A brand of bottled water manufactured and sold by grocery-store giant and Amazon subsidiary Whole Foods contains potentially harmful levels of arsenic, according to research conducted by Consumer Reports.
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Bottled water manufacturers looking to capture cool, mountain water from Washington's Cascade Mountains may have to look elsewhere after the state senate passed a bill banning new water permits, as The Guardian reported.
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A school in Queensland, Australia sent a note home to parents asking them to send their children with extra water bottles since its water supply has run dry, according to the Australian Broadcasting Corporation (ABC).
Nestlé cannot claim that its Ice Mountain bottled water brand is an essential public service, according to Michigan's second highest court, which delivered a legal blow to the food and beverage giant in a unanimous decision.
Newark water is safe to drink, if you use the U.S. Environmental Protection Agency (EPA) approved filters issued by the city, according to new test data that city and state officials announced Monday.
By Tara Lohan
It was 1985 and privatization, deregulation and free trade were in the air. Canadian Prime Minister Brian Mulroney and President Ronald Reagan were negotiating a free trade deal — a precursor to NAFTA. Among the goods it would cover: "Water, including … mineral waters … ice and snow."
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By Miranda Fox
The impacts of the government shutdown on the nation's national parks have been widely reported: overflowing bathrooms, decimated habitat and widespread litter resulted in parks that remained open without staff oversight and management. In response, individuals, organizations and corporations have volunteered to help out with the clean-up. One of these is Nestlé Waters North America, which released this statement last week:
"At Nestlé Waters North America, we believe that even one bottle or can that is not recycled properly is one too many. When we heard about the need in our national parks, we wanted to help."
The holidays are coming and if you're stuck on what to give your eco-conscious friend or relative, we've got you covered. At EcoWatch, we're big fans of homemade presents, products that actually help the planet, and putting our dollars towards a good cause. This year, our staff has rounded up some of the best green gifts we've given and received, as well as the items on our wish list.
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By Meredith Rosenberg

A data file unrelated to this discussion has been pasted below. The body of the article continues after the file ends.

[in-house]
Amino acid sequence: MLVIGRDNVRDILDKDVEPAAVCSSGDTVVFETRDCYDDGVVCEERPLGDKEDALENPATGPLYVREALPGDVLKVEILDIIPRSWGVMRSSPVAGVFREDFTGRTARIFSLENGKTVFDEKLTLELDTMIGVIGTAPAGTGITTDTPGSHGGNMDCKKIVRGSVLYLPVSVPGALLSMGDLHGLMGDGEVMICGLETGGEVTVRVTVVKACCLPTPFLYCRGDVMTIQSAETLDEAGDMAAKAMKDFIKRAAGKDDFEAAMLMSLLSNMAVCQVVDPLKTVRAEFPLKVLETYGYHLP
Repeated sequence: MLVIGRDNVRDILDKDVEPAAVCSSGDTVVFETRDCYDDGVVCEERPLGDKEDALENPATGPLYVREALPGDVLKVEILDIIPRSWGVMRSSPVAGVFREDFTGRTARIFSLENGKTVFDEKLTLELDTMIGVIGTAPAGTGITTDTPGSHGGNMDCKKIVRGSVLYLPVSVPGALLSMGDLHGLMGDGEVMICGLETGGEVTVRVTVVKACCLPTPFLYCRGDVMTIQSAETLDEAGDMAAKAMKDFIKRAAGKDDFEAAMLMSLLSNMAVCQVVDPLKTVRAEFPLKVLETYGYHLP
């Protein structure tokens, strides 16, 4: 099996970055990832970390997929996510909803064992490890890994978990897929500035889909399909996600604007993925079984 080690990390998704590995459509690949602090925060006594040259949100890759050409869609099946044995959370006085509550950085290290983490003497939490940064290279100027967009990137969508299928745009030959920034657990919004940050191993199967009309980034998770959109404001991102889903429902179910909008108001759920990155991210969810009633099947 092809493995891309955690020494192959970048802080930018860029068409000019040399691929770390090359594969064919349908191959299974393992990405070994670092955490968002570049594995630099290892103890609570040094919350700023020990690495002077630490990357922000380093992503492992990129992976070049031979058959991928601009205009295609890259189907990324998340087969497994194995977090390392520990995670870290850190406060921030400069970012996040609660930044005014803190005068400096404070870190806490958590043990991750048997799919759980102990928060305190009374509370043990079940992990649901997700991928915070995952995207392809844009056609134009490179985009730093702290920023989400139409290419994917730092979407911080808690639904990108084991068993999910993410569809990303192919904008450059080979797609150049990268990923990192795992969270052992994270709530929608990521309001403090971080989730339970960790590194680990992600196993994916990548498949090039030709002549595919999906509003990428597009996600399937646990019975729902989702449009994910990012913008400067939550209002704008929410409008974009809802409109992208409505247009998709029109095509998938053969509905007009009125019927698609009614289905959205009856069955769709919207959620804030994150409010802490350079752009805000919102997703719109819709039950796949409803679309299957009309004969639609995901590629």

Disposable items have become so ingrained in our daily habits that we may not realize all of the small, everyday actions that are adding to the amount of disposable waste that ends up in oceans and landfills. Here are five lifestyle changes you can make today to ditch the disposables and reduce your environmental impact.
The U.S. Forest Service offered Nestlé a three-year permit on Wednesday to keep taking millions of gallons of water from the San Bernardino National Forest in California, the Associated Press reported.
The offer has certain restrictions. Nestlé, which sells bottled water under the Arrowhead brand, can continue piping from the Strawberry Creek watershed "when there is water available consistent with the forest's Land Management Plan," according to the AP, citing the Forest Service offer. The watershed is currently rated as "impaired."
Sir David Attenborough—who showed "heartbreaking" examples of the effects of plastic pollution on marine life in his Blue Planet II series—spoke with Sky News ahead of World Oceans Day about humanity's responsibility to save our struggling seas.
"We've become aware of what we've done to the world and the responsibility we have for looking after the wild world," he revered British naturalist said.
Settlement Ends Nestlé’s Expired 'Zombie' Permit to Siphon Water From San Bernardino National Forest
Federal officials and conservation groups reached an agreement Wednesday that will finally end Nestlé Corp.'s ability to rely on a permit that expired 30 years ago to siphon water from the San Bernardino National Forest for its massive bottled-water operation. The company's diversion has severely reduced water in spring-fed Strawberry Creek, which forest wildlife and plants need to survive.
The movement encourages you to give up single-use plastics and replace them with reusable and sustainable alternatives. Participants are asked to announce their commitment on social media and tag their friends to help spread the message within 24 hours.